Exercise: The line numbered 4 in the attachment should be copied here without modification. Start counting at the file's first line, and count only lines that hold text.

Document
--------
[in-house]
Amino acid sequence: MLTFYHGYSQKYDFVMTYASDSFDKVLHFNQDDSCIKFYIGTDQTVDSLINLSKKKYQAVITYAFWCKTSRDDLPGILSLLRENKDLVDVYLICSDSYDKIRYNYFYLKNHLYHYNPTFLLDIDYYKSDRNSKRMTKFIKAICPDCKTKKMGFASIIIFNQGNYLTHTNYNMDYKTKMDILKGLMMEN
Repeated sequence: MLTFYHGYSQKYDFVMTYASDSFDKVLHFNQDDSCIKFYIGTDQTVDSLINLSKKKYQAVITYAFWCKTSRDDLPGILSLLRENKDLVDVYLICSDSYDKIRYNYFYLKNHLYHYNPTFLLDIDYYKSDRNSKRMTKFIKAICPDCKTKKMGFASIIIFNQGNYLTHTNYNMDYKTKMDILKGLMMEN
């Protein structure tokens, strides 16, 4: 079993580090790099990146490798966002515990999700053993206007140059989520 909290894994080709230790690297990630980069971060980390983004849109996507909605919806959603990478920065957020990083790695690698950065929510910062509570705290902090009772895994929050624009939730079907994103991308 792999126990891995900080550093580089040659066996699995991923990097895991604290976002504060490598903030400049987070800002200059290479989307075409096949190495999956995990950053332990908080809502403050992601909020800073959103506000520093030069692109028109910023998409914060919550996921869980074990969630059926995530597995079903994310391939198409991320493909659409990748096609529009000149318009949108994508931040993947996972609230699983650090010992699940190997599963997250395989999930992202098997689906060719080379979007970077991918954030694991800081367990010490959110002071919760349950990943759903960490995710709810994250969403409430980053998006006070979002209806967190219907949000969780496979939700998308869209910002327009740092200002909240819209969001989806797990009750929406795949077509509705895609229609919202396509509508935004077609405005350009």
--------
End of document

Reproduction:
């Protein structure tokens, strides 16, 4: 079993580090790099990146490798966002515990999700053993206007140059989520 909290894994080709230790690297990630980069971060980390983004849109996507909605919806959603990478920065957020990083790695690698950065929510910062509570705290902090009772895994929050624009939730079907994103991308 792999126990891995900080550093580089040659066996699995991923990097895991604290976002504060490598903030400049987070800002200059290479989307075409096949190495999956995990950053332990908080809502403050992601909020800073959103506000520093030069692109028109910023998409914060919550996921869980074990969630059926995530597995079903994310391939198409991320493909659409990748096609529009000149318009949108994508931040993947996972609230699983650090010992699940190997599963997250395989999930992202098997689906060719080379979007970077991918954030694991800081367990010490959110002071919760349950990943759903960490995710709810994250969403409430980053998006006070979002209806967190219907949000969780496979939700998308869209910002327009740092200002909240819209969001989806797990009750929406795949077509509705895609229609919202396509509508935004077609405005350009």